Publishers Business Services, Inc., along with other defendants previously settled FTC allegations that the defendants deceptively telemarketed magazine subscriptions. The defendants also allegedly harassed consumers at work and at home, in an attempt to get them to pay for the subscriptions, and engaged in other threatening conduct over the phone. In May 2022, the Commission announced a settlement of the monetary component of the order.
Every year the FTC brings hundreds of cases against individuals and companies for violating consumer protection and competition laws that the agency enforces. These cases can involve fraud, scams, identity theft, false advertising, privacy violations, anti-competitive behavior and more. The Legal Library has detailed information about cases we have brought in federal court or through our internal administrative process, called an adjudicative proceeding.
Concurring Statement of Commissioner Christine S. Wilson and Commissioner Noah Joshua Phillips in the Matter of Twitter, Inc.
Statement of Chair Lina M. Khan Joined by Commissioner Rebecca Kelly Slaughter in the Matter of Twitter, Inc.
In May 2022, the FTC took action against R360 LLC and its owner, Steven Doumar, for deceiving people seeking help for addiction about the evaluation and selection criteria for the treatment centers in their network. The case is the FTC’s first under the Opioid Addiction Recovery Fraud Prevention Act of 2018. The agency secured a $3.8 million civil penalty judgment against the defendants and an order prohibiting them from continuing to make the same kinds of misrepresentations.
Statement of Chair Lina M. Khan Regarding Solicitation for Public Comments on the Infant Formula Shortage
Statement of Commissioner Rebecca Kelly Slaughter Regarding the Policy Statement on Education Technology and the Children’s Online Privacy Protection Act
Statement of Commissioner Alvaro Martin Bedoya Regarding the Policy Statement on Education Technology and COPPA
Statement of Chair Lina M. Khan Regarding Policy Statement on Education Technology and the Children's Online Privacy Protection Act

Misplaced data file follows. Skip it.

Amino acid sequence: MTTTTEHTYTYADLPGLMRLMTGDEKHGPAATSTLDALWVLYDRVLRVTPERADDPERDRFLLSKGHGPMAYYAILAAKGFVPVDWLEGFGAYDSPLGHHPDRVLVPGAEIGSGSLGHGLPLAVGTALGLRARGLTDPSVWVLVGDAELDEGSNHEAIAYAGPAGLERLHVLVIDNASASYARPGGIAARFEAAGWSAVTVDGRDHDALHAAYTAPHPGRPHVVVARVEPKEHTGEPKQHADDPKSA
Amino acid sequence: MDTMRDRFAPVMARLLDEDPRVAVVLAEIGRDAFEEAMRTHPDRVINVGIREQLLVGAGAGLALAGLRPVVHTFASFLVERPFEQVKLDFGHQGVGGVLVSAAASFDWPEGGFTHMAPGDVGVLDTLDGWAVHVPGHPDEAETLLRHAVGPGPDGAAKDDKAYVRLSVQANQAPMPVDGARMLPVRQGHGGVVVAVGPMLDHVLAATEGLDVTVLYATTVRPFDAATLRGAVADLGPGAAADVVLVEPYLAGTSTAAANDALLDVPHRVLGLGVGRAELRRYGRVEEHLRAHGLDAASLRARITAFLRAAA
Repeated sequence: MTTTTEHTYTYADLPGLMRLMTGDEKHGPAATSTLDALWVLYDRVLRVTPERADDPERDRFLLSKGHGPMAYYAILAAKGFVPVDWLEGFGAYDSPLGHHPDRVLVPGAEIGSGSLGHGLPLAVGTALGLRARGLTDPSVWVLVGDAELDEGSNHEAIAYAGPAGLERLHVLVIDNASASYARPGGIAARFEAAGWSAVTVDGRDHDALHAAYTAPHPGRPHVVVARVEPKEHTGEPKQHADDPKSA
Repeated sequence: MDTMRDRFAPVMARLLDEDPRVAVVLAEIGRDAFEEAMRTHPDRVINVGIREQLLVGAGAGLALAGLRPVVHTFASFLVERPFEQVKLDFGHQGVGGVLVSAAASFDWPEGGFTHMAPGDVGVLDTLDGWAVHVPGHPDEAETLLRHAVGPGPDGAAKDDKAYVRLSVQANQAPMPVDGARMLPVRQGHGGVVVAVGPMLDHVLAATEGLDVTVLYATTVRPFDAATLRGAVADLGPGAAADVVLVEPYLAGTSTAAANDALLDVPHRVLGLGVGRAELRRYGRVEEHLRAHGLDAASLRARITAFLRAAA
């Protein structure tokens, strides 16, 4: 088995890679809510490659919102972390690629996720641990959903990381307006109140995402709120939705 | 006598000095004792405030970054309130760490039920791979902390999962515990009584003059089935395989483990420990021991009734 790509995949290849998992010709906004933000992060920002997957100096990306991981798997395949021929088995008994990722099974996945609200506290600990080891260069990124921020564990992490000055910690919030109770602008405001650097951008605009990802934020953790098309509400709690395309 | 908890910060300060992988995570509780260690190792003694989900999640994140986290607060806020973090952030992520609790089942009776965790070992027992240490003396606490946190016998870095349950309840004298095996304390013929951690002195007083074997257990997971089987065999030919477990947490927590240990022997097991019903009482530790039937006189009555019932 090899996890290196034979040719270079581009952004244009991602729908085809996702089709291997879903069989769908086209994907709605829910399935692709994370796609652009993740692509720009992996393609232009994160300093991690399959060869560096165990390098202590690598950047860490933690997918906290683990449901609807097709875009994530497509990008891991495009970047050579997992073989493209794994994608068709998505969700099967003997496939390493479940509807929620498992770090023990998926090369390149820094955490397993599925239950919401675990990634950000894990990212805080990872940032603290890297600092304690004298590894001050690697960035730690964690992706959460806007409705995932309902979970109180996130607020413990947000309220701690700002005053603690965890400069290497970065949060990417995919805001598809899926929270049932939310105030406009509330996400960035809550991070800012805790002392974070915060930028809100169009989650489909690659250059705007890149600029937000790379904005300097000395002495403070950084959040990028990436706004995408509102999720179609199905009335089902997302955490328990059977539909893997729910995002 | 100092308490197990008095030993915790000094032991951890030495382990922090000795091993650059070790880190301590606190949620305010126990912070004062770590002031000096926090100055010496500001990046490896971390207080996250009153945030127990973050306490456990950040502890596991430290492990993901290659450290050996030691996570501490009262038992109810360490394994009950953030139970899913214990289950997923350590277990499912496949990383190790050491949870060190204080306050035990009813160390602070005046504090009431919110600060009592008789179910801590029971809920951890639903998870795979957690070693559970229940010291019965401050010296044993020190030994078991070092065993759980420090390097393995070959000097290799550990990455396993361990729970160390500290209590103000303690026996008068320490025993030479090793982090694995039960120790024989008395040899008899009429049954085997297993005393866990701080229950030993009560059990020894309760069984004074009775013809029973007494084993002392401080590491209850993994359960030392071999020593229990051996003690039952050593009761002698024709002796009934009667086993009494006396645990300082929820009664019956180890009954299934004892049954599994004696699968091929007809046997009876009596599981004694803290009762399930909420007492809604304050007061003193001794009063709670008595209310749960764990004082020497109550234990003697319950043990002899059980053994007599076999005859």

Written Submission on the Public Interest of Chair Lina M. Khan and Commissioner Rebecca Kelly Slaughter in the Matter of Certain UMTS and LTE Cellular Communication Modules
The Federal Trade Commission required Medtronic, Inc. to divest a key subsidiary of Intersect ENT, Inc. as a condition of acquiring Intersect. Under the FTC consent decree, Instersect’s Fiagon subsidiary, which makes ear, nose, and throat navigation systems and balloon sinus dilation products, will be sold to Hemostasis, LLC. According to the complaint, without this divestiture, the acquisition would pose a threat to future competition in the United States for both ENT navigation systems and balloon sinus dilation products.
At the request of the Federal Trade Commission, a federal court has temporarily halted a bogus credit repair scheme known as The Credit Game for promoting a series of lies and deceptions. The FTC alleged the scheme’s operators lied to credit reporting agencies regarding information on consumers’ credit reports and pitched consumers a supposed business opportunity that was essentially starting their own bogus credit repair scheme.
In a complaint filed against The Credit Game and its owners, Michael and Valerie Rando, the FTC alleged that the company has illegally charged consumers hundreds and even thousands of dollars for credit repair services of little to no value and told consumers to “invest” their COVID-19 governmental benefits on their unlawful services. In some cases, the company’s “services” included filing false identity theft reports with the FTC and encouraging consumers to take actions that were unlawful. The FTC asked the court to immediately halt the company’s illegal operations, appoint a receiver, and freeze the defendants’ assets. The court issued a temporary restraining order doing so on May 3, 2022.
The FTC along with law enforcement agencies from six states, sued Frontier Communications alleging that the company did not provide many consumers with Internet service at the speeds it promised them, and charged many of them for more expensive and higher-speed service than Frontier actually provided.